Hematopoiesis: Functional Insights by Cell Fate Conversion

University dissertation from Stem Cell Aging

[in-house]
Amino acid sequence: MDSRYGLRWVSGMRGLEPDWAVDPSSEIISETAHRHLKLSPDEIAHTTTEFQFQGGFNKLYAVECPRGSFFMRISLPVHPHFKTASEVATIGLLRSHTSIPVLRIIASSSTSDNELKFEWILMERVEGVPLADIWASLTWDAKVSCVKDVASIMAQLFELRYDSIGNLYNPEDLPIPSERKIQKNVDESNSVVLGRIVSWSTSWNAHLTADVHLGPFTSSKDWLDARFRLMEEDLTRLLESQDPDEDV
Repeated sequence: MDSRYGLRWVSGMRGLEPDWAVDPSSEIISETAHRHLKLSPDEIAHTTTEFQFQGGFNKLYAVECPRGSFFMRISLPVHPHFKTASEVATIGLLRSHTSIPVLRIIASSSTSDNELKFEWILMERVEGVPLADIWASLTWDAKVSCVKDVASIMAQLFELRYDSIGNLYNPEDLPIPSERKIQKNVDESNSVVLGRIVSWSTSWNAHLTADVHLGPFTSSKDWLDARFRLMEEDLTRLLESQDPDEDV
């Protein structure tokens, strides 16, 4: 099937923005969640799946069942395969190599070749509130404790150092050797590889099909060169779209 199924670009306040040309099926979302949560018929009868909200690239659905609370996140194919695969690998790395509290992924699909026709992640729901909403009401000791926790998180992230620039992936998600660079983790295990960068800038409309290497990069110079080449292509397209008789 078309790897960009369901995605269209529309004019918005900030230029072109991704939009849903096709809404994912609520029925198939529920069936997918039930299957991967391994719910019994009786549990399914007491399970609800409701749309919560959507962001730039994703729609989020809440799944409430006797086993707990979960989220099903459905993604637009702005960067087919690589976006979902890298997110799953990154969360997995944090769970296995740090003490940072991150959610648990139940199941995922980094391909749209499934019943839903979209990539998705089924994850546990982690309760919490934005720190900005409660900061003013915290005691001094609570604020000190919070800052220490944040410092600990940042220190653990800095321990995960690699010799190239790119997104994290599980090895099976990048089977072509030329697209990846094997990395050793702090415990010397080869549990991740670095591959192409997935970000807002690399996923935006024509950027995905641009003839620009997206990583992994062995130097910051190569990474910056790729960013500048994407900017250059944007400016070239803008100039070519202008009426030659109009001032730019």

Abstract: Blood cell formation, or hematopoiesis, is maintained by rare hematopoietic stem cells (HSCs) residing in the bone marrow (BM). HSCs may self-renew (the process whereby HSCs replicate to produce new HSCs) to preserve their own numbers, as well as initiate a highly coordinated hierarchical differentiation process that results in the production of mature effector blood cells. Aging is characterized by an overall loss of cellular and organ fitness, which has been suggested to result from alterations in tissue-resident somatic stem cell function. In the blood, aging presents with several functional alterations that can be traced to cell intrinsic alterations occurring in HSCs. HSC aging has been suggested to result from accumulation of DNA damage in genomic and/or mitochondrial DNA (mtDNA). We addressed the latter in article I using mice that rapidly accumulate mtDNA mutations and display several premature aging phenotypes. These “mutator mice” displayed several hematopoietic abnormalities associated with aging, including anemia and defects in lymphopoiesis. However, several hallmarks associated with HSC aging was lacking. In addition, the observed phenotypes appeared to result from alterations in progenitor cells rather than in HSCs. Thus, we concluded that mtDNA mutations are unlikely to be the main drivers of hematopoietic aging. In article II, we investigated the relevance of epigenetic alterations for hematopoietic aging. To this end, we generated induced pluripotent stem (iPS) cells from aged hematopoietic stem and progenitor cells (HSPCs), since cellular reprogramming coincides with an epigenetic reset of the somatic donor cells. We next redifferentiated the resulting iPS cells into blood in vivo and investigated the resulting hematopoiesis for age-related parameters. This revealed that the reformed blood system displayed a balanced lineage potential, with HSC numbers and function comparable to the young setting. Therefore, we concluded that a major component of hematopoietic aging involves reversible epigenetic alterations. While mtDNA mutations appeared to impact little on somatic stem cell function per se (article I), little is known about their impact on iPS cells function. To address this, we generated iPS cells from mutator HSPCs. Although mutator iPS cells were readily formed, these displayed severe differentiation defects (article III). We traced this to a failure of mutator iPS cells to utilize mitochondrial driven oxidative phosphorylation during differentiation. In article IV, we set out to identify individual novel regulators that may impact on early hematopoietic cell fate decisions. This led to the identification of the transcription factor Hepatic Leukemia Factor (Hlf). Enforced Hlf expression could direct early cell fate decisions of multipotent GMLPs by strongly favoring myelopoiesis over lymphopoiesis. This indicates that Hlf is a key determinant of lineage fate and an important component in the regulatory networks of multipotency.